Former Federal Reserve chair Alan Greenspan, meanwhile, continues to defend his record overseeing the US economy in the years leading up to the financial crisis. On Wednesday, Greenspan appeared before the bipartisan Financial Crisis Inquiry Commission. Greenspan was questioned for ignoring repeated warnings over the subprime mortgage boom and unregulated derivatives. Greenspan said he thinks he was wrong "30 percent of the time."
Alan Greenspan: "When you’ve been in government for twenty-one years, as I have been, the issue of retrospective and figuring out what you should have done differently is a really futile activity, because you can’t, in fact, in the real world, do it. I think — I mean, my experience has been, in the business I was in, I was right 70 percent of the time, but I was wrong 30 percent of the time. And there are an awful lot of mistakes in twenty-one years."
Commission member Brooksley Born, the former head of the Commodity Futures Trading Commission, said Greenspan’s stewardship of the Fed had led the US into the financial meltdown.
Brooksley Born: "The Fed utterly failed to prevent the financial crisis. The Fed and the banking regulators failed to prevent the housing bubble. They failed to prevent the predatory lending scandal. They failed to prevent our biggest banks and bank-holding companies from engaging in activities that would bring them to the verge of collapse without massive taxpayer bailouts. They failed to recognize the systemic risk posed by an unregulated over-the-counter derivatives market, and they permitted the financial system and the economy to reach the brink of disaster."
Born had openly clashed with Greenspan during the 1990s over his refusal to back regulation of the derivatives market.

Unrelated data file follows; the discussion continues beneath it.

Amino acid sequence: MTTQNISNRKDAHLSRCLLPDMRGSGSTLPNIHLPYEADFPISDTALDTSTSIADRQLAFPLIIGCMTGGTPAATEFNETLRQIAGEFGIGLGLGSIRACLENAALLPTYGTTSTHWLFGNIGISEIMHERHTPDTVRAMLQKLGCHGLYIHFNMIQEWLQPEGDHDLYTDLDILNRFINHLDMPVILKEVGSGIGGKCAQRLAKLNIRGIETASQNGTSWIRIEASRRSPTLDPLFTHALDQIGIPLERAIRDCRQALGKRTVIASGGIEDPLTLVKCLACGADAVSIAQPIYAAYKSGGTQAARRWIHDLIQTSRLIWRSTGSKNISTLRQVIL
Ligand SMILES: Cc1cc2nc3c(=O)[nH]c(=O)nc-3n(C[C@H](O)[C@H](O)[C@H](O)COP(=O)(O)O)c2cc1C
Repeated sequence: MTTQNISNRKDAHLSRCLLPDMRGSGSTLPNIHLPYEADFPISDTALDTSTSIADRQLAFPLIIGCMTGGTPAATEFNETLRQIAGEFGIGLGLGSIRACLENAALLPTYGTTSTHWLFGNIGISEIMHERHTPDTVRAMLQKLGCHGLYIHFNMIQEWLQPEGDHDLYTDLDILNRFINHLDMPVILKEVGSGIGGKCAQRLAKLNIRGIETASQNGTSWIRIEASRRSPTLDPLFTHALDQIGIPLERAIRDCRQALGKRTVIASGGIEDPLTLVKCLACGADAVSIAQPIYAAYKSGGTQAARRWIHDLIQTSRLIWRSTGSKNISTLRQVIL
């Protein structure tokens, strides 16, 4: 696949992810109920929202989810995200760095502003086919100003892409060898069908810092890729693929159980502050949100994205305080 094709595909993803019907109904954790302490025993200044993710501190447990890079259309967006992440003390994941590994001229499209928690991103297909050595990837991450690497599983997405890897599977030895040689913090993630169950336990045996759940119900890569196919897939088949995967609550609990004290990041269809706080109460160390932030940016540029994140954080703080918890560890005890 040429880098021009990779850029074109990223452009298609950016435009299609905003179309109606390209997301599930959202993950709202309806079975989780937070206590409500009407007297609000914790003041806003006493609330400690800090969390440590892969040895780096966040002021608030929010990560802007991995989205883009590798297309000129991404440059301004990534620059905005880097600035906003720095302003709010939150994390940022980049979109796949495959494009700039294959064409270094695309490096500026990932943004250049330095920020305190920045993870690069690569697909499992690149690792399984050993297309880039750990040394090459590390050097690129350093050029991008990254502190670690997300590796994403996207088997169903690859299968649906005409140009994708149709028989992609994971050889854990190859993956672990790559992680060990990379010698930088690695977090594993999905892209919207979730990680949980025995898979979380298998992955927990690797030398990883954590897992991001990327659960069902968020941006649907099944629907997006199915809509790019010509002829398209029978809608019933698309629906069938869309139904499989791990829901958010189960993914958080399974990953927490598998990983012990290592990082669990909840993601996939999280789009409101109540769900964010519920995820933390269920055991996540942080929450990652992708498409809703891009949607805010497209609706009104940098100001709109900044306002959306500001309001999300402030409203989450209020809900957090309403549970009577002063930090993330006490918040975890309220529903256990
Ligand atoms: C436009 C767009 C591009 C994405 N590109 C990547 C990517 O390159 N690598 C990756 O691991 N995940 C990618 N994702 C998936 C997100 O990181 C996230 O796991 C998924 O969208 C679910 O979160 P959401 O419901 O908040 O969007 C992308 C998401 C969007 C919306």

Forecasters are predicting an above-average number of hurricanes during this year’s Atlantic hurricane season beginning in June. Hurricane researchers at the Colorado State University say they’re forecasting eight hurricanes this year, four of them major. The probability of a hurricane making landfall on the Gulf Coast has been set at 44 percent, surpassing the long-term average of 30 percent.
In North Korea, a US national has been sentenced to eight years of hard labor for illegal entry. North Korean authorities say Aijalon Mahli Gomes unlawfully crossed over from China in January.
In Israel and the Occupied Territories, an Israeli journalist has been revealed to be under house arrest since December for allegedly leaking classified military documents on unlawful assassinations in the occupied West Bank. Twenty-three-year-old Anat Kam is accused of copying the documents and giving them to an Israeli newspaper during her time in the Israeli military. The documents reportedly detail how the Israeli army continued assassinating alleged Palestinian militants in violation of a court ruling declaring the killings illegal. Kam is set to go on trial later this month on charges of treason and espionage. An Israeli court has imposed a gag order barring media coverage of the case.
And back in the United States, a Qatari diplomat has been detained after an incident on board a flight to Denver Wednesday night. The diplomat was reportedly caught smoking in one of the plane’s restrooms. He is then said to have joked about trying to set his shoes on fire, setting off a security threat. The plane was intercepted by two military jets and escorted to Denver. The Qatari ambassador to the United States called the incident a "mistake."
We rely on contributions from our viewers and listeners to do our work.
Please do your part today.